Irish Ports see pace of volume growth level off


Mr Glenn Murphy, Director, Irish Maritime Development Office with Dr Dan McLaughlin, Chief Economist Bank of Ireland and Mr Jim Healy, Director, KPMG Ireland, Sponsors of the  9th annual Irish Maritime Transport Economist. Photograph: Johnny Bambury Photography

The pace of the volume recovery that began in 2010 for the Irish Ports and Shipping sector slowed last year in 2011 with only one of the five principle cargo segments seeing any growth, according to the latest annual edition of the Irish Maritime Transport Economist, which was released at an industry briefing in Dublin, today (April 19th) by the Irish Maritime Development Office (IMDO).  

The analysis highlights that only dry bulk volumes increased by 5% year on year. Unitised traffic on the main Irish Roll-on/Roll-off routes was flat with no growth in 2011,while the Lift-on/Lift-off container sector endured its 4th consecutive decline, down by 3%. Elsewhere, oil tanker volumes declined 2% and break bulk fell by 3% to the year end.  

The Irish ports and shipping sectors were confronted with a year of two distinct halves: 6 months of growth followed by 6 months of weaker demand. After a solid first quarter I Ireland witnessed clear evidence of shipping volume demand cooling over the remaining quarters.  Shipping volume growth almost halved in the second quarter before turning flat to negative over the remaining quarter to the year end as the expectation about the pace of the global recovery, and also European sovereign debt issues, remained.  

“The latest report again shows a strong correlation between developments in the real economy and the changing pattern of maritime traffic over the course of last year.” said IMDO Director Mr. Glenn Murphy. “We are optimistic, that despite the slowdown in the pace of the recovery last year, that most of the heavy volume losses have already been sustained, however the scope for growth this year remains limited and contingent on improved demand conditions in global markets.”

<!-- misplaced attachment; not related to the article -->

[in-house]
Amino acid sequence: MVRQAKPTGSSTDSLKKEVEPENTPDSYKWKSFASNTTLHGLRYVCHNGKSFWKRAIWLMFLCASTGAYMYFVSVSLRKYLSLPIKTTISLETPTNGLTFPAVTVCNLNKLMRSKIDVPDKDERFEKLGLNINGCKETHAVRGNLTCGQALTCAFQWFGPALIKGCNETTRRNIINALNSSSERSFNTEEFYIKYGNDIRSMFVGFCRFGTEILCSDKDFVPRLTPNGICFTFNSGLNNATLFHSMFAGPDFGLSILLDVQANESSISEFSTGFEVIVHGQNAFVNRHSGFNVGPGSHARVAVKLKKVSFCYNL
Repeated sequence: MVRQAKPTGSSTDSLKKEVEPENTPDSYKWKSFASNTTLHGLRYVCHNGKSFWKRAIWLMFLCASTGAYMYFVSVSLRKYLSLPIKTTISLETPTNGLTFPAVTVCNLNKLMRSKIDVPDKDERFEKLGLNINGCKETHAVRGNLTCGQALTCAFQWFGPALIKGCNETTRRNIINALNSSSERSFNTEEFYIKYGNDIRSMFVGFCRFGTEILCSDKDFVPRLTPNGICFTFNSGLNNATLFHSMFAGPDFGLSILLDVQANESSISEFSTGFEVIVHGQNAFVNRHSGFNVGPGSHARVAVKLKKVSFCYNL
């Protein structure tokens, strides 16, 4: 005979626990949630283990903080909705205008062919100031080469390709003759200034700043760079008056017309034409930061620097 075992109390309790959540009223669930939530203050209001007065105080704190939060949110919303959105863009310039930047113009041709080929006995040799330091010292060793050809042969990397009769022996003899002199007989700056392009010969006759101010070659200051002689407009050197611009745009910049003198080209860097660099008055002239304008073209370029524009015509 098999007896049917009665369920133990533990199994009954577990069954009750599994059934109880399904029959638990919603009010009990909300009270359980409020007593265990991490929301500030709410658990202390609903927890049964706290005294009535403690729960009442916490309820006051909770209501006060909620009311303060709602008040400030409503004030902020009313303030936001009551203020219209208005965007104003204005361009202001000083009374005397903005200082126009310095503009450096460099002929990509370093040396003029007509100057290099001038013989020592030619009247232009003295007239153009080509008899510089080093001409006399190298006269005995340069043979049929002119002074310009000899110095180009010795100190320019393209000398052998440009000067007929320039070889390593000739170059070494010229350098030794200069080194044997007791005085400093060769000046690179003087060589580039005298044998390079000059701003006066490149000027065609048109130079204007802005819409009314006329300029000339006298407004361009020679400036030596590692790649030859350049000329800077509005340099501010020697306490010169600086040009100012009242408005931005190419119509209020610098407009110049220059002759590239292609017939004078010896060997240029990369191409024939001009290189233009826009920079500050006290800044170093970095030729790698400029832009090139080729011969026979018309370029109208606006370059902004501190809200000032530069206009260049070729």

The report notes that exports of container traffic to key overseas markets in the US and Asia increased by 5%, driven by the performance of the chemical, pharmaceutical and food & drink sectors, in particular dairy and meat exports. Traffic volume demand to and from the UK remained flat. However, container imports from overseas markets remain under pressure and recorded their 20th consecutive quarter of negative growth last year. This continues to provide logistical challenges for shipping lines seeking suitable container capacity to meet export demands.  

Providing the foreword to this years report, the Minister for Transport, Tourism and Sport, Leo Varadkar TD, commented “The efficient transport of goods into and out of the country is crucially important and supporting this is a key function of my Department. The development of a new ports policy will be of interest to those in the maritime transport sector. The existing ports policy is in need of a substantial overhaul. It is largely focused on corporate governance, it treats each of our nine port companies as though they were the same size and had the same role to play, and advocates a laissez faire approach by Government. It is my intention that, in the coming months, a new ports policy will be published and put in place.”    

The report concluded that the outlook for 2012 is for limited growth across the principal cargo sectors. It cautions the ongoing rise of bunker/fuel prices that have grown by 40% over the past 12 months, remains a constant challenge for shipowners and operators in all market segments.